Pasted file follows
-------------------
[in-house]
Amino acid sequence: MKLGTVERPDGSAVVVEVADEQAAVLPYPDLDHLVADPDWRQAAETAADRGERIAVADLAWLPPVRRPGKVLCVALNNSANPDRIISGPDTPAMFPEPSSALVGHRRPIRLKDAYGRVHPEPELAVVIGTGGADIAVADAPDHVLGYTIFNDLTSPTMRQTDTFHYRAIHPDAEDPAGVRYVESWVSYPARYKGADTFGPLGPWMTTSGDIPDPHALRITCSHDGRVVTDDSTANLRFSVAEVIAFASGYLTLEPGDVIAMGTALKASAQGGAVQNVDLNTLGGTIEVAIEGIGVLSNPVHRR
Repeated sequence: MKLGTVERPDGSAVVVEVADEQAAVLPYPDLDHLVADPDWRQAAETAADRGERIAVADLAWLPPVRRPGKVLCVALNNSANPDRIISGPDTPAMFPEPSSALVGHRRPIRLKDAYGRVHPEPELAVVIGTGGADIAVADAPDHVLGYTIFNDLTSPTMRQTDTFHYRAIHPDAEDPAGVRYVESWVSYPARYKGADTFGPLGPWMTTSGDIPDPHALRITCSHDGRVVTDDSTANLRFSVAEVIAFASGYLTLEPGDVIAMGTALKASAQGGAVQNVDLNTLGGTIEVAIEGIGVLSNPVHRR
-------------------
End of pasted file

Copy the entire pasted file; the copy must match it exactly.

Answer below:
[in-house]
Amino acid sequence: MKLGTVERPDGSAVVVEVADEQAAVLPYPDLDHLVADPDWRQAAETAADRGERIAVADLAWLPPVRRPGKVLCVALNNSANPDRIISGPDTPAMFPEPSSALVGHRRPIRLKDAYGRVHPEPELAVVIGTGGADIAVADAPDHVLGYTIFNDLTSPTMRQTDTFHYRAIHPDAEDPAGVRYVESWVSYPARYKGADTFGPLGPWMTTSGDIPDPHALRITCSHDGRVVTDDSTANLRFSVAEVIAFASGYLTLEPGDVIAMGTALKASAQGGAVQNVDLNTLGGTIEVAIEGIGVLSNPVHRR
Repeated sequence: MKLGTVERPDGSAVVVEVADEQAAVLPYPDLDHLVADPDWRQAAETAADRGERIAVADLAWLPPVRRPGKVLCVALNNSANPDRIISGPDTPAMFPEPSSALVGHRRPIRLKDAYGRVHPEPELAVVIGTGGADIAVADAPDHVLGYTIFNDLTSPTMRQTDTFHYRAIHPDAEDPAGVRYVESWVSYPARYKGADTFGPLGPWMTTSGDIPDPHALRITCSHDGRVVTDDSTANLRFSVAEVIAFASGYLTLEPGDVIAMGTALKASAQGGAVQNVDLNTLGGTIEVAIEGIGVLSNPVHRR